The question for the day: When is a Facebook posting a threat to life and limb? Does a posting under a picture of a person holding a fishing rod saying that “I know him personally and it bothers me that that rod is not shoved down his throat” a threat? The picture was of Caddo Commissioner Matthew Linn.
Linn signed an email to Caddo Sheriff Prator as “Matthew Linn Caddo Commissioner” complaining about this posting. Linn said the posting “by Kathryn Bloomfield would not be as bothersome if she did not work as an attorney for the Public Defender’s Office/Caddo Parish. In her role as a public defender she is in constant contact with people who may feel they owe her a favor for her representation of them in court…My only concern is that someone she represents may want to do her a favor…”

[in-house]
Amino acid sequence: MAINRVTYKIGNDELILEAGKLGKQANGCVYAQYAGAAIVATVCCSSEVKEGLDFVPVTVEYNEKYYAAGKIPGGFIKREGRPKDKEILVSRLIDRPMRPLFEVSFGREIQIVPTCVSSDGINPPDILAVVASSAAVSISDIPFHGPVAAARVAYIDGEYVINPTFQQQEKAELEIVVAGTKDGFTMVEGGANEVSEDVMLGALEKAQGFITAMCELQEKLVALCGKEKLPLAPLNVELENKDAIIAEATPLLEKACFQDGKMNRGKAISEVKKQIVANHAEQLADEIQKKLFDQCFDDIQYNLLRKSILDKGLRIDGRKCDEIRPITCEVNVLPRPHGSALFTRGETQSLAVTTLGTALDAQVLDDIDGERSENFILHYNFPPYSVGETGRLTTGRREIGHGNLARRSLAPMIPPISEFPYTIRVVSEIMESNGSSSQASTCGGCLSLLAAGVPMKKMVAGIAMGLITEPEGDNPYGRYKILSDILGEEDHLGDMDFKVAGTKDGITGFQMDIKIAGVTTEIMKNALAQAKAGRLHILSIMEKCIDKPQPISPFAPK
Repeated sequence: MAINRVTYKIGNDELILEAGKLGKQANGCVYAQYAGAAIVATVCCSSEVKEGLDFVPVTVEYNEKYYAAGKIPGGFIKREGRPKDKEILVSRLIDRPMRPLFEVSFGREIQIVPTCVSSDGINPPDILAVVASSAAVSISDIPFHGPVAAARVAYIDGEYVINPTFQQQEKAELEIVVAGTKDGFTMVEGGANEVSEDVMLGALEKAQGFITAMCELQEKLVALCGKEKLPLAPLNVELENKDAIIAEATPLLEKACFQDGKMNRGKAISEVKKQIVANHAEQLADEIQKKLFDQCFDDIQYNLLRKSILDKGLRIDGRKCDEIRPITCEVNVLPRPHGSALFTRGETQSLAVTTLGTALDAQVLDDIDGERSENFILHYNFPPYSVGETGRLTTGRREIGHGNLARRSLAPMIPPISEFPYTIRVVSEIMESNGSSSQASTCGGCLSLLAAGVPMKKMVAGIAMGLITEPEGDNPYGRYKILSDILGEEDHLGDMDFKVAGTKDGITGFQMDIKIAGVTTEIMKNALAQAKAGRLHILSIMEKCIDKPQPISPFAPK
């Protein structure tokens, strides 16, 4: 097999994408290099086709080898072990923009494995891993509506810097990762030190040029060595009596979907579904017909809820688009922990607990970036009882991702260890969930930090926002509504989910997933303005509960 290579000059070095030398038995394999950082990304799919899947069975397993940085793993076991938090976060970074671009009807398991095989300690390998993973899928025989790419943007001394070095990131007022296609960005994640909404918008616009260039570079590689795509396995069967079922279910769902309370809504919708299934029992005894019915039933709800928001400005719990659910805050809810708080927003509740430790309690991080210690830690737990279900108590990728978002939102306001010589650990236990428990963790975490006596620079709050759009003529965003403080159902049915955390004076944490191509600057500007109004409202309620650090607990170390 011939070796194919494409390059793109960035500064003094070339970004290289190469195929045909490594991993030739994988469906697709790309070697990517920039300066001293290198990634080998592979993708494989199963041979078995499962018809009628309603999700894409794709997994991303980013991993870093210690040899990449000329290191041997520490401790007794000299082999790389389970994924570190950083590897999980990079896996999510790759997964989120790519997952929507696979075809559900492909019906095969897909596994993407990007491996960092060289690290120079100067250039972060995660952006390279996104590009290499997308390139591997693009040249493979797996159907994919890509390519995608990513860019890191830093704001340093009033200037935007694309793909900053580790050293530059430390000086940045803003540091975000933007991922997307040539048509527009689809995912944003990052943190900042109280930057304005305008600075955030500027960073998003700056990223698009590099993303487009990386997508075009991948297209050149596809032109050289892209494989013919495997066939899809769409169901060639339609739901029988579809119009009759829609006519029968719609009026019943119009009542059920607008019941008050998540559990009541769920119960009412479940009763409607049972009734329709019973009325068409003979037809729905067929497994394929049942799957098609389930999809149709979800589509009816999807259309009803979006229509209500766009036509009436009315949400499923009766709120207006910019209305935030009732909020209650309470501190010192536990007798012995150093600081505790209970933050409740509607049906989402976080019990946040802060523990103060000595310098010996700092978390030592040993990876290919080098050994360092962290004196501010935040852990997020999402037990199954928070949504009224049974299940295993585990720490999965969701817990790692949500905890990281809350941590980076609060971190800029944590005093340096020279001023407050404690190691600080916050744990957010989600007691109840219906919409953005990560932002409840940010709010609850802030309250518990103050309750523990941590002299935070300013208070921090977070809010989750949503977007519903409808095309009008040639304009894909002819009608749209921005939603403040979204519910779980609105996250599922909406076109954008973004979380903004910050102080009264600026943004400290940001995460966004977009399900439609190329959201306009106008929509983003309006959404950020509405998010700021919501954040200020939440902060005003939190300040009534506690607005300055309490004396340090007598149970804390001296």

Linn then asks Sheriff Prator “Are you able to assist me in placing a peace bond against her so that she no longer prints my name? Will you contact her and request she remove the threat? Will you contact her office to discuss how unprofessional this post is as a representation of the Caddo Public Defenders Office?”
The investigating officer, to his credit, deemed the posting to “an opinion or simply a statement” and requested guidance from Sheriff Prator. Thereafter a detective contacted Ms. Bloomfield to discuss the posting—advising her that his call “was an attempt to keep the issue/dispute from escalating in the future.”
Public watchdogs have many questions about the propriety of Linn complaining to Sheriff Prator and his not so subtle attempt to limit her rights of free speech—and to interfere with her employment by a public agency. Additionally , concerned citizens question if the Sheriff’s office should have taken any action on a matter that could not be subject of litigation between 2 private citizens—one of whom just happens to be a highly paid part time elected official.